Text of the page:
Other names: Evergreen Tea Room and Cabins, Evergreen Cabins
Year built: c. 1920s
Lake Placid News, June 27, 1930
LARGE FURNISHED SUMMER camp for sale or rent. One mile from Saranac Lake village. Inquire Grant Brown, Evergreen Camp, Ray Brook, N. Y.
Adirondack Record-Elizabethtown Post, July 6, 1933
Evergreen Tea Room Ray Brook
On April 16, 1932, J. A. Whitney succeeded Mrs. M. A. Sweeney to the ownership of the Evergreen Tea Room, where real Bar-B-Q, and home cooked chicken and steak dinners are served. Groceries supplies and beer, all of the best quality, are sold here.
Adirondack Daily Enterprise, May 23, 1952
CHARCOAL RED HOTS, BEEF-burgers and steak sandwiches again at Evergreen Camps on the Lake Placid road. The original Red Hot Stand at Ray Brook starting Saturday will be open from 11 a.m. to midnite daily, with Eleanor Blum on days and Sally LeClair on the evening shift. Swift's Premium meats used exclusively.
Adirondack Daily Enterprise, April 25, 1959
Mr. Cal Howard of Newfane, has returned to Ray Brook where he is in the process of opening Evergreen Camps for the summer.
Lake Placid News, August 16, 1969
Planning board finds illegal signs popping up
Edward Yanchitis, one of the owners of the Cal Howard Evergreen Motel property in Ray Brook, told the board he didn't believe he had too many signs up and simply wanted to complete any paper work to bring the signs into compliance with the code.
After previous conversations with Jim Morganson, code enforcement officer, on illegal signs last month, the property was brought into compliance, according Yanchitis.
But according to board members, illegal signs have been popping up, such as a "cold beer" sign which has been sighted leaning up against a building, truck, a post, and other places.
"I have a business to run," said Yanchitis. "I have to pay bills for 12 months, but I am only open three and a half months in the summer."
Yanchitis pointed out that he has 600 feet of road frontage and that three businesses are situated on the property.
One of the businesses is a real estate firm run by Karen Dillon, who had approached the board in June asking for permission to put up a business sign. She was told by the board that because of the number of signs already on the property, she would have to work something out with the owner. The board also told her that the sign could not be within 75 feet to the principle sign of the property, which would be the Cal Howard Evergreen sign. Since there was not enough footage to put up the sign, and Yanchitis refused to move the Evergreen sign, Dillon's sign was not permitted.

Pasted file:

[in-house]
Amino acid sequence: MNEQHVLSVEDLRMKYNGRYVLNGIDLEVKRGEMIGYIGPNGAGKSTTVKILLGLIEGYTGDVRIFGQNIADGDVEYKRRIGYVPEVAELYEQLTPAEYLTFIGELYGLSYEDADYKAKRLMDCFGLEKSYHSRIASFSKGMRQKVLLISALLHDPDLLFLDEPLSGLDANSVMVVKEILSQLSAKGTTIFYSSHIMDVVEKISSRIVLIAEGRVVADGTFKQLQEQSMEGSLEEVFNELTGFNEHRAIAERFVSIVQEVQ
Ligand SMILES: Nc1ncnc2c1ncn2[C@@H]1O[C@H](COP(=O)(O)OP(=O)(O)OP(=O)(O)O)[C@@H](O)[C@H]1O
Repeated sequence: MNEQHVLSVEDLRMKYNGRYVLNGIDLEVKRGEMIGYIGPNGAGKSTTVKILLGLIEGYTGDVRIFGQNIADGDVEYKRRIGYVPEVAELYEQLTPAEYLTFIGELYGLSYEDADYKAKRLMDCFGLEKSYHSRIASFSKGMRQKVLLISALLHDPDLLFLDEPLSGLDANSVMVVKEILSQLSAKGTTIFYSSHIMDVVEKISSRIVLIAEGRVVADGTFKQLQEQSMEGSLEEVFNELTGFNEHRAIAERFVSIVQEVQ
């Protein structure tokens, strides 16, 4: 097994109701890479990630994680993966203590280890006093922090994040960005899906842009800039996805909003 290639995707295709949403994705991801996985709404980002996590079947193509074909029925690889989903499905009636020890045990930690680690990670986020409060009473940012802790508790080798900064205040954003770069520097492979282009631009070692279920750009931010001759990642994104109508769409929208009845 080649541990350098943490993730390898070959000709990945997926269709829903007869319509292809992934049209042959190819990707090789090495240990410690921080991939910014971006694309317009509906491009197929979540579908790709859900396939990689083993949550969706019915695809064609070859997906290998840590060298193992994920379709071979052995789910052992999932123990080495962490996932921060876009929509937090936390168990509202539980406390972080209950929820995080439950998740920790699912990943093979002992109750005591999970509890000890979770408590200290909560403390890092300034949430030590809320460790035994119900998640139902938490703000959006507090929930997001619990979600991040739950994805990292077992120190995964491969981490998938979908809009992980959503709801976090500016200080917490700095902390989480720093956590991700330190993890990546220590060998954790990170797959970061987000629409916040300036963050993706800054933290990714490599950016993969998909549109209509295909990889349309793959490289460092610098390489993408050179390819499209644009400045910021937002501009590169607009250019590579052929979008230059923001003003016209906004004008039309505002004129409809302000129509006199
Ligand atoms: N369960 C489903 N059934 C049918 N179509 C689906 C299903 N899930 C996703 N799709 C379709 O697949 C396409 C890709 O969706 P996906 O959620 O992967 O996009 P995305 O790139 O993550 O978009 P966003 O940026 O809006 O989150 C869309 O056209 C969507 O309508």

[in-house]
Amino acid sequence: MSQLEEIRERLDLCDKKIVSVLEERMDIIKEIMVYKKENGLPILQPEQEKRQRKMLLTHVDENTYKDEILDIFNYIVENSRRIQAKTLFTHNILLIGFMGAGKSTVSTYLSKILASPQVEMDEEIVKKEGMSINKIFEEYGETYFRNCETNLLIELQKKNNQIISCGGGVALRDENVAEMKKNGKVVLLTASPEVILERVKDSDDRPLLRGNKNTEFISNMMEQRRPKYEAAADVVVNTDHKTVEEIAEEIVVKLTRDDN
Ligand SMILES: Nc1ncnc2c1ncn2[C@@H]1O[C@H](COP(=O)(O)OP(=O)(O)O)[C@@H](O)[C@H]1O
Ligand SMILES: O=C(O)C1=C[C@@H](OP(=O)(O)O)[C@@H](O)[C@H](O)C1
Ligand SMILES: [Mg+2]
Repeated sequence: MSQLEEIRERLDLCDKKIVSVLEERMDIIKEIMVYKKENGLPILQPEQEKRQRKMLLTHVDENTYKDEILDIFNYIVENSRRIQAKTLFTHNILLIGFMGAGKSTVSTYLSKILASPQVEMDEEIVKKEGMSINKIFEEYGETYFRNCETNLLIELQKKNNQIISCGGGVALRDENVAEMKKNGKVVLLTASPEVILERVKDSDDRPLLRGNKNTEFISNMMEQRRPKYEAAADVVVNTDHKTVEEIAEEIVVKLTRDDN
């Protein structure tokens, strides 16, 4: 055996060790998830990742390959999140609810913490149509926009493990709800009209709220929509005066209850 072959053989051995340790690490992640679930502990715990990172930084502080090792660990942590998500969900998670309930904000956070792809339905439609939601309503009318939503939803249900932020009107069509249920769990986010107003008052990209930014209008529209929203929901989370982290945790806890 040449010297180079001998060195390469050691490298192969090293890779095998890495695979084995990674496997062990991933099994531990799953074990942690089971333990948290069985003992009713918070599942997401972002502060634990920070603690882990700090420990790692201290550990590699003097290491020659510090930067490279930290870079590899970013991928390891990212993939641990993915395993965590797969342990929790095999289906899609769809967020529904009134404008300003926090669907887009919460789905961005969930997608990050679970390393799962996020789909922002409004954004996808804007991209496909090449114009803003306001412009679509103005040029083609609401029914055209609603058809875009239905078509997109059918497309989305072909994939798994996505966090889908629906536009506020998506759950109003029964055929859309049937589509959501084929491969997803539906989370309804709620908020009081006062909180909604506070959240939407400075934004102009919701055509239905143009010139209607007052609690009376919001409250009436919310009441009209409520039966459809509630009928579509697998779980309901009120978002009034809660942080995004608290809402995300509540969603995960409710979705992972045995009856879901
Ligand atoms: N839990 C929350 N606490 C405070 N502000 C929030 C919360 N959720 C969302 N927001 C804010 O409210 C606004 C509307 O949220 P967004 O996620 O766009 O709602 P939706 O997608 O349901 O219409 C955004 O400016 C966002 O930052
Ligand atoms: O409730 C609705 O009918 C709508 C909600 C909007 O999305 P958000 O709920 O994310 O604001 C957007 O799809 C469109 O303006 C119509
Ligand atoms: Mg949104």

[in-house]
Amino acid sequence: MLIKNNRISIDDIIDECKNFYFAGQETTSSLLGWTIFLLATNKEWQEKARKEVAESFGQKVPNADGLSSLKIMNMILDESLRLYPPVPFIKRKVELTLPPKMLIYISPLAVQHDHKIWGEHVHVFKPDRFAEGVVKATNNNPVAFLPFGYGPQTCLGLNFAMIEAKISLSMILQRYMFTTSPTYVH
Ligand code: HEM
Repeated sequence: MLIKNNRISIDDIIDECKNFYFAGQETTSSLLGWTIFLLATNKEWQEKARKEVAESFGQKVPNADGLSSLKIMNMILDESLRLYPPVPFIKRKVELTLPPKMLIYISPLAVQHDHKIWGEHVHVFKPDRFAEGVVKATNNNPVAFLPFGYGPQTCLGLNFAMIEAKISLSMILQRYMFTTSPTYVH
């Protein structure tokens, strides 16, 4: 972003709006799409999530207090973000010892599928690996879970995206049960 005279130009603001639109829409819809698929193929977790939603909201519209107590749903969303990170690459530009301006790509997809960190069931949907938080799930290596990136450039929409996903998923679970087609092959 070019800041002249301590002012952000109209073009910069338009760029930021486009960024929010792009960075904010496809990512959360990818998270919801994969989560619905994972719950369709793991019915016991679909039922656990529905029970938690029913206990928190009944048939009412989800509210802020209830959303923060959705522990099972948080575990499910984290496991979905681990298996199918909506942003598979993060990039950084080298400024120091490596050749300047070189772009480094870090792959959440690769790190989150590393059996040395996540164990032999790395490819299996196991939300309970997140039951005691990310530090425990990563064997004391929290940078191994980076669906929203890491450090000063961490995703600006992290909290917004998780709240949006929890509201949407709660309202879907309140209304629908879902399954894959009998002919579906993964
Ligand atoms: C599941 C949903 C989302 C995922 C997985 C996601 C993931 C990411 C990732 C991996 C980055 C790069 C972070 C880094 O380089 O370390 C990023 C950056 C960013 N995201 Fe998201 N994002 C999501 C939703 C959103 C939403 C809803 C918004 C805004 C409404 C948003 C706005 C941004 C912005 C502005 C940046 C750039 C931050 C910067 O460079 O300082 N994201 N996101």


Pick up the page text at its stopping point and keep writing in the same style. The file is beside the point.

When asked how many signs he had on the property, Yanchitis said, "I don't know, five or six, maybe."
"I counted 11," said board member Larry Perryea.
Chairman Kim Daby suggested that representatives of the board accompany Morganson to the property and figure out just how many signs were allowed by standards set in the code, before making any final judgments or decisions.
Adirondack Daily Enterprise, August 31, 1989
HEATED CABINS W/KITCHENS. Weekly or monthly. Evergreen Camps, Ray Brook.
From the Lake Placid-North Elba Historic Preservation Commission survey, September 20, 1991, Ray Brook Auto Tourist Accommodations:
The Evergreen Camps (formerly Cal Howard's Evergreen Camp, a name still found embroidered on the woolen blankets; the business was once known as Cal's) consist of rustic cabins with wide, rough-edged clapboard (locally known as wainey-edge, or "brainstorm," siding) and knotty pine interiors. Eleven of the cabins have kitchens, and a number have two bedrooms, for a total of twenty-one rooms. The rustic cabins are arranged on two sides of a triangle in which the road is the longest leg. A playground, picnic tables, and grills are located in the central pine grove. . . .
"Cal Howard's Evergreen Camp," in operation since at least the late 1920s, must have served some of the earliest auto tourists who arrived in significant numbers. As well as providing inexpensive vacation quarters, Cal's and the other cabin colonies may have accommodated families and friends who were visiting patients at the nearby New York State Hospital for Incipient Pulmonary Tuberculosis, known among patients as "Ray Brook."
In the classification developed by Chester H. Liebs, Cal's fits the description of a "cabin camp," the first generation of permanent structures for auto tourists: "By the early 1930s, with the transition from tent camp to cabin camp virtually completed, the term "camp," which was still associated in the public's mind with run down lots full of auto gypsies, was generally dropped in favor of the word "court."
The Evergreen Camps are probably one of the very few surviving users of the name "camp" for this kind of facility, which Town Historian Mary MacKenzie calls "one of the oldest cabin colonies in the U.S."
External links: Evergreen Cabins